Kooyeen"We are going to invite all the girls, even the ugly" (instead of "the ugly ones").
The ugly doesn't work here, probably because it is understood from the context that the number of ugly girls is quite small. An adjective that is substantivized this way very often refers to all such people, or at least to a very large number of them: The ugly shall inherit the earth.Emotion: wink (I think this is from the Bible. I just don't remember which prophet said it.) Very often an adjective substantivized this way is either the grammatical subject or object in a clause.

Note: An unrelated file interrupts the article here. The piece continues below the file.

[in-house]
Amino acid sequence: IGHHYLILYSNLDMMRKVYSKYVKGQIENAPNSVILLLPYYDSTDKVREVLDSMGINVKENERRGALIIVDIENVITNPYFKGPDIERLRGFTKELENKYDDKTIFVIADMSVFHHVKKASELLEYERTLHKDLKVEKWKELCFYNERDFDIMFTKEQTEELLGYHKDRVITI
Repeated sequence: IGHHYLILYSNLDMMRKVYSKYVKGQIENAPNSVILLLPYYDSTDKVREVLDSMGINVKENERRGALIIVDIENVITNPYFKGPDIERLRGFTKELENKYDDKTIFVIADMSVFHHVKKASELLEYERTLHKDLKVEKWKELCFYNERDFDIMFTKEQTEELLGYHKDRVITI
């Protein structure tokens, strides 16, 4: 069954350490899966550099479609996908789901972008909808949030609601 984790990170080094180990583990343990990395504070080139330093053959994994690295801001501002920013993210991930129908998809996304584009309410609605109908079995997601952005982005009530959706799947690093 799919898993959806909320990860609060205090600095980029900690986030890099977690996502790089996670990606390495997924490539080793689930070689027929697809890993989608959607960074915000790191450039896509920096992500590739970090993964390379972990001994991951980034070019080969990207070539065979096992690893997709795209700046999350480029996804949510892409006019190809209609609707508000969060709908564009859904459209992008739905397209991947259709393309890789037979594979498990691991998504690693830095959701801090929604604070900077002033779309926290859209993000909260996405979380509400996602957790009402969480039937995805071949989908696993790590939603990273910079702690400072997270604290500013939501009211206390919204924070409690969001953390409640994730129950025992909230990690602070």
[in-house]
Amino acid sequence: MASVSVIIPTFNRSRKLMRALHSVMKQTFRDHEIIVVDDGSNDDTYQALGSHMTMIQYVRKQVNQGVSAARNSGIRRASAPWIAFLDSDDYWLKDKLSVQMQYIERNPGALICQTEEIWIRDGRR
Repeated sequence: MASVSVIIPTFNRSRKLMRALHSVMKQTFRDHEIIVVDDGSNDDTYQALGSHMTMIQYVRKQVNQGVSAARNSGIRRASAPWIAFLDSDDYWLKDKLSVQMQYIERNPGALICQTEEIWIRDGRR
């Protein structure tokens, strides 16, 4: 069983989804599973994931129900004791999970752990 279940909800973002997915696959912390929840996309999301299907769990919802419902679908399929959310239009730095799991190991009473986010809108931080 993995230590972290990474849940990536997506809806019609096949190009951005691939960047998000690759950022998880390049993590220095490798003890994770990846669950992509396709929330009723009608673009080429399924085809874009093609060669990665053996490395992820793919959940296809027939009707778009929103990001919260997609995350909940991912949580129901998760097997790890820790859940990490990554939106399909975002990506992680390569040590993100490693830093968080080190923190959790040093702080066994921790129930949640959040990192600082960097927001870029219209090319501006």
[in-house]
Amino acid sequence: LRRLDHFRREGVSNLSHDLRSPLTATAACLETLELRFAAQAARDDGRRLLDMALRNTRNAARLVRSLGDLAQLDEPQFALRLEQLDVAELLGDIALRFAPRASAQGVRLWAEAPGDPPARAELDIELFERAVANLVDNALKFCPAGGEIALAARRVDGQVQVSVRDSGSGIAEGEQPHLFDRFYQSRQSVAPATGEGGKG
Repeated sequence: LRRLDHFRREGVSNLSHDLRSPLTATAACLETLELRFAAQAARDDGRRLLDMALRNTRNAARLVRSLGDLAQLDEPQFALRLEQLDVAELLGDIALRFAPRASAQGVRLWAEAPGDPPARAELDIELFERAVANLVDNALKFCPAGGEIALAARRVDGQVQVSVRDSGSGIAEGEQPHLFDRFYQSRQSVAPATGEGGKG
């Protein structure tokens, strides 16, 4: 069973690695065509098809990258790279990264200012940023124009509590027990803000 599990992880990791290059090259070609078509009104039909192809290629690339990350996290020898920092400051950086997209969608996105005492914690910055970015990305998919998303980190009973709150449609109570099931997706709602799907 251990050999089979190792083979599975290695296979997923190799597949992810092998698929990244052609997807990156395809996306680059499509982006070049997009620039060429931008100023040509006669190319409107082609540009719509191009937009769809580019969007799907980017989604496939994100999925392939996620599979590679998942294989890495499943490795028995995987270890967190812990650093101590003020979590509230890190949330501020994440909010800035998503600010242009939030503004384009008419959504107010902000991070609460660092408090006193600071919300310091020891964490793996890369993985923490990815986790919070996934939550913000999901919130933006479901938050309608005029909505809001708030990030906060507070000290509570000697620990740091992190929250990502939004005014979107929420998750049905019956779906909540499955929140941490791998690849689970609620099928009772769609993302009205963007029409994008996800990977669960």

Obviously some adjectives lend themselves to this role better than others and there are some that are out of the question completely. I have never seen better explanations regarding substantivization, probably because the nature of English requires idiomatic usage and consequently preparing a list of suitable adjectives and contexts in which they can be used would be impossible.
KooyeenSo I guess maybe you can say "We had to sell all the cars, even the most expensive (ones)
I wouldn't leave out ones. I consider the sentence incorrect without it.

CB
Cool BreezeThe ugly shall inherit the earth.
LOL, yeah, that sounds ok to me too, because it has the same syntax and semantic purpose as other more common expressions (ex: the rich, the poor, etc.)